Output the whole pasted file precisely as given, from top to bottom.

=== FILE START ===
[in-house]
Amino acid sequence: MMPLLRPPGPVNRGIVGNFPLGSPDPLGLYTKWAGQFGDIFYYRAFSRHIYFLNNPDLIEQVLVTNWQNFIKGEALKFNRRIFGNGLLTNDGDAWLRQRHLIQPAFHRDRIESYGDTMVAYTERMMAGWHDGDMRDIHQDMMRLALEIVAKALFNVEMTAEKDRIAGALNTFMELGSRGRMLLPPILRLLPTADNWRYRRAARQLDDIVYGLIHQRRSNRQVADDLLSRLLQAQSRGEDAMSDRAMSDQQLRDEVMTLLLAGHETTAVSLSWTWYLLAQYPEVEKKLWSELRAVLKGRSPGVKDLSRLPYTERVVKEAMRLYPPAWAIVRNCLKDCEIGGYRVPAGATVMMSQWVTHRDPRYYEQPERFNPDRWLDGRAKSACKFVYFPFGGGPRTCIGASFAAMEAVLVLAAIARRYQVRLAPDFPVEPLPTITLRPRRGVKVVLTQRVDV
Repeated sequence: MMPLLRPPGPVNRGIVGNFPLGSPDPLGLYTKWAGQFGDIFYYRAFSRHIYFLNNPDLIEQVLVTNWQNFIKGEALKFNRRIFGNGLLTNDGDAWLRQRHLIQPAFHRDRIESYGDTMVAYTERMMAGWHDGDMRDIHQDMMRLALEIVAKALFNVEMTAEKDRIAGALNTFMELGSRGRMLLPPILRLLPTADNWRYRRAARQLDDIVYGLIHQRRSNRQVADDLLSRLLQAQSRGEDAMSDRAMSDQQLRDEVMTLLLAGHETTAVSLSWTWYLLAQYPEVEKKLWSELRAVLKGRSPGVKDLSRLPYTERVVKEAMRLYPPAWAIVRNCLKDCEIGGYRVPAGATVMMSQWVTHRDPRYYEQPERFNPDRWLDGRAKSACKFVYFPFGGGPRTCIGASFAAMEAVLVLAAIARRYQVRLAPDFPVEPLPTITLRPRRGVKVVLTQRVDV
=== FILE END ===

[in-house]
Amino acid sequence: MMPLLRPPGPVNRGIVGNFPLGSPDPLGLYTKWAGQFGDIFYYRAFSRHIYFLNNPDLIEQVLVTNWQNFIKGEALKFNRRIFGNGLLTNDGDAWLRQRHLIQPAFHRDRIESYGDTMVAYTERMMAGWHDGDMRDIHQDMMRLALEIVAKALFNVEMTAEKDRIAGALNTFMELGSRGRMLLPPILRLLPTADNWRYRRAARQLDDIVYGLIHQRRSNRQVADDLLSRLLQAQSRGEDAMSDRAMSDQQLRDEVMTLLLAGHETTAVSLSWTWYLLAQYPEVEKKLWSELRAVLKGRSPGVKDLSRLPYTERVVKEAMRLYPPAWAIVRNCLKDCEIGGYRVPAGATVMMSQWVTHRDPRYYEQPERFNPDRWLDGRAKSACKFVYFPFGGGPRTCIGASFAAMEAVLVLAAIARRYQVRLAPDFPVEPLPTITLRPRRGVKVVLTQRVDV
Repeated sequence: MMPLLRPPGPVNRGIVGNFPLGSPDPLGLYTKWAGQFGDIFYYRAFSRHIYFLNNPDLIEQVLVTNWQNFIKGEALKFNRRIFGNGLLTNDGDAWLRQRHLIQPAFHRDRIESYGDTMVAYTERMMAGWHDGDMRDIHQDMMRLALEIVAKALFNVEMTAEKDRIAGALNTFMELGSRGRMLLPPILRLLPTADNWRYRRAARQLDDIVYGLIHQRRSNRQVADDLLSRLLQAQSRGEDAMSDRAMSDQQLRDEVMTLLLAGHETTAVSLSWTWYLLAQYPEVEKKLWSELRAVLKGRSPGVKDLSRLPYTERVVKEAMRLYPPAWAIVRNCLKDCEIGGYRVPAGATVMMSQWVTHRDPRYYEQPERFNPDRWLDGRAKSACKFVYFPFGGGPRTCIGASFAAMEAVLVLAAIARRYQVRLAPDFPVEPLPTITLRPRRGVKVVLTQRVDV